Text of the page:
For more than a decade they dominated rallying and racing at the highest level. The smallest cars in motorsport were truly giant killers in the hands of racing legends like Paddy Hopkirk, Pat Moss and the original "flying Finns": Timo Makinen and Rauno Aaltonen.

The Mini wrote itself into motorsport history with victories at Monte Carlo, in Finland, and even at Bathurst in Australia.

Now the mighty Mini is back at the forefront of world rallying, making its official return as a factory team at the fast and spectacular Rally Finland.

In the hands of Irish driver Kris Meeke and Spaniard Dani Sordo - both well-versed in the heat of WRC rally action - the cars ran inside the top 10 throughout the rally until Meeke punctured on the 17th competitive stage.


More seriously, both cars jammed their radiators with soil on a hard landing on the following stage and had to be withdrawn from the event, Meeke going out on the 19th stage and Sordo on the 20th.

The team is using 2011 as a development season, but Meeke has already posted a string of fastest stage times and Sordo has scored points in the driver's championship with a sixth place at Rally Italy.

Mini intends to contest remaining rounds of this year's championship to gather valuable information and tune the handling and performance of the new cars. The team will then launch an assault on the 2012 championship, joining the two factory teams that currently dominate the sport: Citroen and Ford.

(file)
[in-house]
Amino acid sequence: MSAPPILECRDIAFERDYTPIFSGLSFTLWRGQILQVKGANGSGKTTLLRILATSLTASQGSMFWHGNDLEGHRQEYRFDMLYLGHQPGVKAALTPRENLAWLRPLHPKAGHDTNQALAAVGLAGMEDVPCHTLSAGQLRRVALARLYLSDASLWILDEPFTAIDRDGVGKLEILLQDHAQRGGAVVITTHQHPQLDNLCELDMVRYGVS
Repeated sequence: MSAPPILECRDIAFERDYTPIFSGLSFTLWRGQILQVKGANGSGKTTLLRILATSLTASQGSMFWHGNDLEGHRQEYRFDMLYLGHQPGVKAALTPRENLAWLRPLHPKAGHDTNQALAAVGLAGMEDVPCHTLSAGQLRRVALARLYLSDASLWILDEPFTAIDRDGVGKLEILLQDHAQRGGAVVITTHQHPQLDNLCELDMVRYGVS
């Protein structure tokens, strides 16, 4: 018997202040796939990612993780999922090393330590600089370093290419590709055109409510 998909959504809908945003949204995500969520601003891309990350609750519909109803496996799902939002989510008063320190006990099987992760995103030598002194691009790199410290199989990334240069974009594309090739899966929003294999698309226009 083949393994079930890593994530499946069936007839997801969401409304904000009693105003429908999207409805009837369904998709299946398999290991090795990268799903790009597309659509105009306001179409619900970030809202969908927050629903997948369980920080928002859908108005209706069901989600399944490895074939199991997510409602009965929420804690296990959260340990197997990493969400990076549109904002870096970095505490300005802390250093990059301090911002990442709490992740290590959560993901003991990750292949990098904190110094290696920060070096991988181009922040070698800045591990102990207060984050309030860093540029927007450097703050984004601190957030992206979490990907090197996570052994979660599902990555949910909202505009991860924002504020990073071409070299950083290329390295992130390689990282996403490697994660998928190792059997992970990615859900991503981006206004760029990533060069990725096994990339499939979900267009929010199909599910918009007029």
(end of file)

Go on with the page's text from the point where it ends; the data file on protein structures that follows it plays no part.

Developing the new cars has taken two years. They are of course quite different from their predecessors, which featured a 1275cc engine and four-speed transmission in a bodyshell that weighed less than 1000kg.

With a rally crew of two on board, the cabin of the original became filled with seats, footrests, fire extinguishers, roll cage tubes, two-way radios, trip meters and other paraphernalia, making the interior cramped.

For the marathon-length events of the day, three or four spotlights would be fitted to the front bumper, with another sometimes mounted on a swivel bracket on the roof.

The 1275cc engine would rev to a heady 7500rpm, producing around 70kW.

The new Mini WRC weighs 1200kg. It features four-wheel drive and a 231kW 1.6-litre turbocharged engine that revs to 8500rpm and drives through a six-speed sequential gearbox to give a 0-100 acceleration time of "less than five seconds".

The original Mini was 2.4m long; the Mini WRC is 4.1m long. Inside, there is more room than in the 1964 version but the car has been stripped of everything except the essentials, leaving just racing seats, a roll cage, steering wheel, gearshift and instruments. Carbon-fibre, computers and wiring abound and the accelerator, brakes and clutch pedals are mounted on the floorpan.

Today's factory Mini rally operation is headed by David Richards, whose company Prodrive ran Subaru at the same level and won multiple world championship titles for the Japanese manufacturer before the global recession forced their withdrawal from the sport.

Richards knows what it takes to win. Before establishing Prodrive, he navigated for Finnish star Ari Vatanen, now a member of the European Parliament.